Wyatt Alexander Racing (WAR) practiced at the Caribou track in preparation for the PASS race at speedway 95 on Sunday and the Firecracker 200 July 3rd. Driver, Wyatt Alexander flew home to practice with the car and finished 6th at Speedway 95 on Sunday. They became the first stock cars to turn a wheel at Spud Speedway since the close of the 2015 season. HTF Motorsports photo

The WAR #96 at speed at Spud Speedway. This was a shakedown session on a track that was “green” from lack of stock car racing for several years. HTF Motorsports photo

Northern Maine Karting Association (NMKA) is racing at Spud Speedway

Though stock cars have not raced at the Caribou track since 2015, the NMKA has staged kart races for the past three years. A group of kart racers, who were racing under the Spud Speedway umbrella until no leased the track after 2015, decided to for a non-profit organization to continue racing.

The last three seasons have been run under the auspices of NMKA with three classes of karts in ten race series.

Currently in a re-building mode after several teams either aged out, moved away, or were no longer interested in kart racing. The teams that remain are working diligently to build interest for the sport. Several karts are available for purchase.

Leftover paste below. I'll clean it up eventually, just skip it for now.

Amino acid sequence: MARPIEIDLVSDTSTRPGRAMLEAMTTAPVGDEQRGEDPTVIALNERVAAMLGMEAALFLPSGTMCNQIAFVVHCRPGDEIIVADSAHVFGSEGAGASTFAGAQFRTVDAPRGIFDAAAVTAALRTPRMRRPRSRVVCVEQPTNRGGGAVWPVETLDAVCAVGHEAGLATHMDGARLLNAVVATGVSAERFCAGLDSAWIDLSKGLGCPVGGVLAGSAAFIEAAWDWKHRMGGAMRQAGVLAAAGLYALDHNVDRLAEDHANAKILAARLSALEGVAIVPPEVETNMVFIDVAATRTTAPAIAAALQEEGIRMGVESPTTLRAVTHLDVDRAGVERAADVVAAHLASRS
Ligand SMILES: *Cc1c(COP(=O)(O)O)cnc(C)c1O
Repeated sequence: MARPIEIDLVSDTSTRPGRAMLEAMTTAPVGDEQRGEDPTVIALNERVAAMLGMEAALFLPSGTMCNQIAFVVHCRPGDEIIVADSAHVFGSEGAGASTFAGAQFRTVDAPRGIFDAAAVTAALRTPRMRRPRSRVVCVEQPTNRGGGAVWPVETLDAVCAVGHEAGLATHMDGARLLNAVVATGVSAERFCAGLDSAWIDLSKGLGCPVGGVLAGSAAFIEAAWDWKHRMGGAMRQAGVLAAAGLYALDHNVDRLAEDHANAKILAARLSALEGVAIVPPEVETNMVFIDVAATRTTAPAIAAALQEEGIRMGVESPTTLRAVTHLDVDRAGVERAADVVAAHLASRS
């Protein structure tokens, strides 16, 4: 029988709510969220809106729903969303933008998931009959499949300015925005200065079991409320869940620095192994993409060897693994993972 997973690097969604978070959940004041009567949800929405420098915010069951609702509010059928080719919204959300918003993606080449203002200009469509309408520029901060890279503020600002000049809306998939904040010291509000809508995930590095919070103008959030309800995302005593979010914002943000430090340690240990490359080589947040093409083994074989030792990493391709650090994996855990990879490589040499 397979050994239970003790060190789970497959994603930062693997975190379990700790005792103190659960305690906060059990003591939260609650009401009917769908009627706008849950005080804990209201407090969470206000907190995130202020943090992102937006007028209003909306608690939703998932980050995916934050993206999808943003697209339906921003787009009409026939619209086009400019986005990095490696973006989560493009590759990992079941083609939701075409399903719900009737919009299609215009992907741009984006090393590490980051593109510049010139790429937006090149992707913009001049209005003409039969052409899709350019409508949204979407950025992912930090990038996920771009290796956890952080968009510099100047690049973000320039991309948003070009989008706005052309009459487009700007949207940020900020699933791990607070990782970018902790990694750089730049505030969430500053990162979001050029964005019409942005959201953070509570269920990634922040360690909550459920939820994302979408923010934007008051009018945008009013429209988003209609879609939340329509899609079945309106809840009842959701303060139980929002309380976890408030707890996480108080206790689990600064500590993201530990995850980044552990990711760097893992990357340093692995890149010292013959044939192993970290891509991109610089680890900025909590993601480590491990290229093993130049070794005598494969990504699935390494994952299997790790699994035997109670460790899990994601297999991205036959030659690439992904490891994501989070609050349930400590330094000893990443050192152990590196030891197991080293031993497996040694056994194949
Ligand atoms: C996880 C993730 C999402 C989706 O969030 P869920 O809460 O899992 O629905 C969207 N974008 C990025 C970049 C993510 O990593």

Race Director Pierre Huntress, left, with race winner Kyle Morton, Eddington and second place Bryan Searles, Presque Isle on right. This was the first trip to the Aroostook County track for the Morton family. They were pleased with the track and fellow competitors and vowed to return this season. They were racing at Thundering Valley Raceway until it closed this season. Speedway Karting in Hermon is their home track. HTF Motorsports photo

With the retirement of Marcel Bossie and stepping aside of Janet Bosse and Jason Theriault, the Senior Cage Kart class is rebuilding as well with Damian Theriault inside and Tom Hale outside for the start of their race. Theriault continued his winning ways. He remains undefeated in all of the races held at Spud Speedway under NMKA sanction. BAS Racing photo